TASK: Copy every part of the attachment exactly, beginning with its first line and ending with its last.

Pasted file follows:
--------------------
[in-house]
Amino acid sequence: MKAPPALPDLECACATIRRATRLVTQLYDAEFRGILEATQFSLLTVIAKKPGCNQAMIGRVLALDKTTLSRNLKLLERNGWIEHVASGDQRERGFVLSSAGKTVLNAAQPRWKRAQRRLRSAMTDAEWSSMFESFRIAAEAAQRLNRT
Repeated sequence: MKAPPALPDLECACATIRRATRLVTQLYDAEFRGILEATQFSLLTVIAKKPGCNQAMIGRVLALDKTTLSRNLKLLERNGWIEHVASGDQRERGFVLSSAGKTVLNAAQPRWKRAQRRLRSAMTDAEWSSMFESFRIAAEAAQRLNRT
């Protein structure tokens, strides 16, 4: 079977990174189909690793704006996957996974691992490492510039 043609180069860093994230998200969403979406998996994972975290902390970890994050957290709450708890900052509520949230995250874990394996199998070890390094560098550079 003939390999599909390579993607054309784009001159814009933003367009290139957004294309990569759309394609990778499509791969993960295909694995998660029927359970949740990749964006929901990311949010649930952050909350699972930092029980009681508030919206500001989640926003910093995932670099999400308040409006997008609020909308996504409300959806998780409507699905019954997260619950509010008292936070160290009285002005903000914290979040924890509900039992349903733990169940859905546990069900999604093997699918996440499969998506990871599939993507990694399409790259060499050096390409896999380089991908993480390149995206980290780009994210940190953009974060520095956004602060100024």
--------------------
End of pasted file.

[in-house]
Amino acid sequence: MKAPPALPDLECACATIRRATRLVTQLYDAEFRGILEATQFSLLTVIAKKPGCNQAMIGRVLALDKTTLSRNLKLLERNGWIEHVASGDQRERGFVLSSAGKTVLNAAQPRWKRAQRRLRSAMTDAEWSSMFESFRIAAEAAQRLNRT
Repeated sequence: MKAPPALPDLECACATIRRATRLVTQLYDAEFRGILEATQFSLLTVIAKKPGCNQAMIGRVLALDKTTLSRNLKLLERNGWIEHVASGDQRERGFVLSSAGKTVLNAAQPRWKRAQRRLRSAMTDAEWSSMFESFRIAAEAAQRLNRT
């Protein structure tokens, strides 16, 4: 079977990174189909690793704006996957996974691992490492510039 043609180069860093994230998200969403979406998996994972975290902390970890994050957290709450708890900052509520949230995250874990394996199998070890390094560098550079 003939390999599909390579993607054309784009001159814009933003367009290139957004294309990569759309394609990778499509791969993960295909694995998660029927359970949740990749964006929901990311949010649930952050909350699972930092029980009681508030919206500001989640926003910093995932670099999400308040409006997008609020909308996504409300959806998780409507699905019954997260619950509010008292936070160290009285002005903000914290979040924890509900039992349903733990169940859905546990069900999604093997699918996440499969998506990871599939993507990694399409790259060499050096390409896999380089991908993480390149995206980290780009994210940190953009974060520095956004602060100024």